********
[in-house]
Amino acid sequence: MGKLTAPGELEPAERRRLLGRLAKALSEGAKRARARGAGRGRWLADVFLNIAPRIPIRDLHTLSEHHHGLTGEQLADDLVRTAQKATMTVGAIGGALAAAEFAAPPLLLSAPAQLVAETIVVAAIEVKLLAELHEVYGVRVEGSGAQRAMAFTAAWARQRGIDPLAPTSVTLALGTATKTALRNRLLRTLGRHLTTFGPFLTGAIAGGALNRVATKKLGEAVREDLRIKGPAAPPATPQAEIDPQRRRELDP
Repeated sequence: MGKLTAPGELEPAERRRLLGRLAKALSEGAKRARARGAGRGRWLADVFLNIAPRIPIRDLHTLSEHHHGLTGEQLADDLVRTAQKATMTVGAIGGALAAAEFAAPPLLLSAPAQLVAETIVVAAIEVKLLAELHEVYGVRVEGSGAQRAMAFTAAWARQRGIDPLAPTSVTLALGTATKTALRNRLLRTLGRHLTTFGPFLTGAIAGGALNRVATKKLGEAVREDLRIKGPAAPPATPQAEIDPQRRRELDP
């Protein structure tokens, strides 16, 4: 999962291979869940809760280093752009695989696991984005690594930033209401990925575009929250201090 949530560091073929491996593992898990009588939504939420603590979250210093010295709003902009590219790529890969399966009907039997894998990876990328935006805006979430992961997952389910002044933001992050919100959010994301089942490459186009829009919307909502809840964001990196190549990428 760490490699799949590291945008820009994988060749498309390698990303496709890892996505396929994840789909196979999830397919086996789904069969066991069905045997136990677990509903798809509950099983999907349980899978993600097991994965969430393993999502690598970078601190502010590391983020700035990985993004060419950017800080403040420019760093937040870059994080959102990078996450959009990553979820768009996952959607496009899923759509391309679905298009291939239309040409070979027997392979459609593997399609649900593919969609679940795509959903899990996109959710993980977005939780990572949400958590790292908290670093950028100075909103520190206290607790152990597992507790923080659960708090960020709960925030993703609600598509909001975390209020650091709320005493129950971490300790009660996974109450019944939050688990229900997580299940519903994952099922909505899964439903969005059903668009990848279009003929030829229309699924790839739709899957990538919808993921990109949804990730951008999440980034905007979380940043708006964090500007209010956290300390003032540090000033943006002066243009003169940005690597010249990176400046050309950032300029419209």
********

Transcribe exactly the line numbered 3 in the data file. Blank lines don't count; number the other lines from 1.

Repeated sequence: MGKLTAPGELEPAERRRLLGRLAKALSEGAKRARARGAGRGRWLADVFLNIAPRIPIRDLHTLSEHHHGLTGEQLADDLVRTAQKATMTVGAIGGALAAAEFAAPPLLLSAPAQLVAETIVVAAIEVKLLAELHEVYGVRVEGSGAQRAMAFTAAWARQRGIDPLAPTSVTLALGTATKTALRNRLLRTLGRHLTTFGPFLTGAIAGGALNRVATKKLGEAVREDLRIKGPAAPPATPQAEIDPQRRRELDP